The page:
On top of all that, you have two night shows. On of them, albeit brilliant ans enjoyable has nothing to do with our errand. The other one, however, has everything to do with us. The Cinescenie, as it is called, is overwhelming when it comes to figures: one hour and forty minutes show; over 10 million spectators through the years; 1200 actors and dancers; a stage of over 56 acres…and a separate sold ticket. This IS a running business, remember?
This notwithstanding, this is serious stuff. A show which intends to portray the whole History of the Vendeé region from first settlers onwards, with details about how commoners lived their lives, how war and Revolution affected them, up to WWI must be taken seriously, even if some accuracy is lost amidst all the fireworks and stunts. In the best French tradition, as we shall see at Castillon in the course of this series, people proud of their History (even if they have, as everywhere else, a tendency to embellish it, or to substitute here and there fact with legend and hearsay) is set on show it out to fellow countrymen and foreigners alike, teaching something on the way, bringing the past close to our modern eyes, particularly to those of kids, which in turn, hopefully, will develop a strong sense of History awareness and liking. That is the strength of Puy du Fou and other similar places (and not so similar: museums, exhibitions and the likes): the built-in capacity of attracting new recruits to the always ongoing war to not forget our deeds of the past so we can understand them and, maybe, not do the same thing again.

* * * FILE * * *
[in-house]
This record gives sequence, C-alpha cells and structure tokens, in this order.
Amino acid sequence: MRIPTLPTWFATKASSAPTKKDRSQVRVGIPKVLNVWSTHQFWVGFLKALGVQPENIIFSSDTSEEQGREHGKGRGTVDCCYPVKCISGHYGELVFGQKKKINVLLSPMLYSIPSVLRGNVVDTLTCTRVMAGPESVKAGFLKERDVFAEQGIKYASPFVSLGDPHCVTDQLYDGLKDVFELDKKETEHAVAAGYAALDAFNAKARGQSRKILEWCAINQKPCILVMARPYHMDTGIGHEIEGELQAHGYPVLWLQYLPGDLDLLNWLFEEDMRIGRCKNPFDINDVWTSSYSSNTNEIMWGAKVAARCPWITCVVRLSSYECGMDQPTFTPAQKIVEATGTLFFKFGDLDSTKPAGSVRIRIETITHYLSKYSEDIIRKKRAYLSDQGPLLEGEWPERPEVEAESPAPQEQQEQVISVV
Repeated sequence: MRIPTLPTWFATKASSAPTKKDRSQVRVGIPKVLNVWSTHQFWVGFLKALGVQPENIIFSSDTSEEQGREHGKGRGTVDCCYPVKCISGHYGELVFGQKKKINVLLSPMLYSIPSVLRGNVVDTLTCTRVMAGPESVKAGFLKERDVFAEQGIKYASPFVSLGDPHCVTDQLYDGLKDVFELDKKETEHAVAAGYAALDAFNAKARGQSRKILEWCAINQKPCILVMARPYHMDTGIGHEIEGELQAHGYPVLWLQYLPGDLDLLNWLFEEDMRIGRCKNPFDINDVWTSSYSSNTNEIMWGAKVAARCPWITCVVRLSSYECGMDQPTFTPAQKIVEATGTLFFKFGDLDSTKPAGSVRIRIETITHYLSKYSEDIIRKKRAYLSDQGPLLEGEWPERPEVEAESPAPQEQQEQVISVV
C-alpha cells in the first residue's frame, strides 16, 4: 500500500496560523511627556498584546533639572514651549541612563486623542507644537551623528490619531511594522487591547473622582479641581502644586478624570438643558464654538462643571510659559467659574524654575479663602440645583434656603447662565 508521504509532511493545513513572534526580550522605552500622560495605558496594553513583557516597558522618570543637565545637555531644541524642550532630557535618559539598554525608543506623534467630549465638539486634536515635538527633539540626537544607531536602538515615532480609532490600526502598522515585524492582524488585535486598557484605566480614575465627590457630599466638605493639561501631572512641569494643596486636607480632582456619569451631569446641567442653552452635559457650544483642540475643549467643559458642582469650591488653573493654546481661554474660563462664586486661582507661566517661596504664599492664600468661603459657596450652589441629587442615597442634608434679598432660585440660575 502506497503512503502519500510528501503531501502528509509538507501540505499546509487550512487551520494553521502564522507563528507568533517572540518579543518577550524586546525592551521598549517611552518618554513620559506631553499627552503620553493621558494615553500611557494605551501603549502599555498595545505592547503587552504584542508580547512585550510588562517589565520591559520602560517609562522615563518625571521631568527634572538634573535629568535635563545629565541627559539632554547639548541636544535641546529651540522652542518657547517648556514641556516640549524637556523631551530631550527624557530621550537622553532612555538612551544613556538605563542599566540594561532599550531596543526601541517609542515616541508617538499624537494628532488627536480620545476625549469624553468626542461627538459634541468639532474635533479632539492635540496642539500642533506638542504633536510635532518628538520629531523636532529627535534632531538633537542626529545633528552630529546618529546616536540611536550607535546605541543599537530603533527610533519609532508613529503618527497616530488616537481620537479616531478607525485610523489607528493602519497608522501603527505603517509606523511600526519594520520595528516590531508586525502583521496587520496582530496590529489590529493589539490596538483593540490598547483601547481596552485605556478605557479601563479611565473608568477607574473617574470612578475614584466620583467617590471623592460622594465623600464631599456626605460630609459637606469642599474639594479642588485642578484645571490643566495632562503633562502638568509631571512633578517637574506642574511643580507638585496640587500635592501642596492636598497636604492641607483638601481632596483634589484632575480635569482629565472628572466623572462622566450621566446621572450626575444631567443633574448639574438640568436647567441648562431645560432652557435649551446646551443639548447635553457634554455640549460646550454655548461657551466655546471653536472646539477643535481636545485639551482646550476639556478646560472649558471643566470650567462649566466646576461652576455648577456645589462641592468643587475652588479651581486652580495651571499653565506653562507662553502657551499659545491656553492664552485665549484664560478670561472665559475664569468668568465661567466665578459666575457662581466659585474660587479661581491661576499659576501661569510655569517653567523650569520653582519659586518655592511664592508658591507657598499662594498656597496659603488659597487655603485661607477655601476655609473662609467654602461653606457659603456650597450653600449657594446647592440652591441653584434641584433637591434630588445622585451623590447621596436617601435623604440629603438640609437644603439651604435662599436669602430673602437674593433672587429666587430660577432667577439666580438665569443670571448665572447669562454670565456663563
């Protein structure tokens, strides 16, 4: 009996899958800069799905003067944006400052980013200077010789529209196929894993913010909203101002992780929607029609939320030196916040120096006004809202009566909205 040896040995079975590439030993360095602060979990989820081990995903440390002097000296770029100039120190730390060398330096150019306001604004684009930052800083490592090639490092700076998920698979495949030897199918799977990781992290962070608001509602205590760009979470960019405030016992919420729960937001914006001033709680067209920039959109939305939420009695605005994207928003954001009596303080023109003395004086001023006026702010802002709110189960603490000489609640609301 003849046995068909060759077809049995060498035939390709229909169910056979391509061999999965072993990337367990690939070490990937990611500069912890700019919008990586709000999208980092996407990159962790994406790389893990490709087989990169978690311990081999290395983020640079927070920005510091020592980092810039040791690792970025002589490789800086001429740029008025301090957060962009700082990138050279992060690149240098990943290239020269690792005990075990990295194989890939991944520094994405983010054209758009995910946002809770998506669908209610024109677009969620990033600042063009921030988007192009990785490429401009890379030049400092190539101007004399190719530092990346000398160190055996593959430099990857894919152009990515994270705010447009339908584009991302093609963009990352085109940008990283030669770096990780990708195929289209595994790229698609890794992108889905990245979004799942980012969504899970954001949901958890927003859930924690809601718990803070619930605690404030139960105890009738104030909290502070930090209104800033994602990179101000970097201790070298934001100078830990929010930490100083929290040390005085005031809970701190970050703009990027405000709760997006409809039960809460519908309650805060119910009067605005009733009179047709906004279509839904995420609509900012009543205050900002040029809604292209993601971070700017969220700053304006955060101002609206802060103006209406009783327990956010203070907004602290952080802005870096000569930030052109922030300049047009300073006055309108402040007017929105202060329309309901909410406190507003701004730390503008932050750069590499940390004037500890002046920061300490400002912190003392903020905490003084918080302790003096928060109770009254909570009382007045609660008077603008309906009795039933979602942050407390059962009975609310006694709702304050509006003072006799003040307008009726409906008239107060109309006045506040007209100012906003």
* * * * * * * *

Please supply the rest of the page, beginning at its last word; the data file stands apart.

So this is a highly advisable way to keep in touch with History while you relax during your holidays. And, of course, those friends of yours always picking on you and your weird hobbies (like reading, researching and visiting desolated ruins in far away places) would be frustrated when they know that you have been to a theme park. Just like everyone else.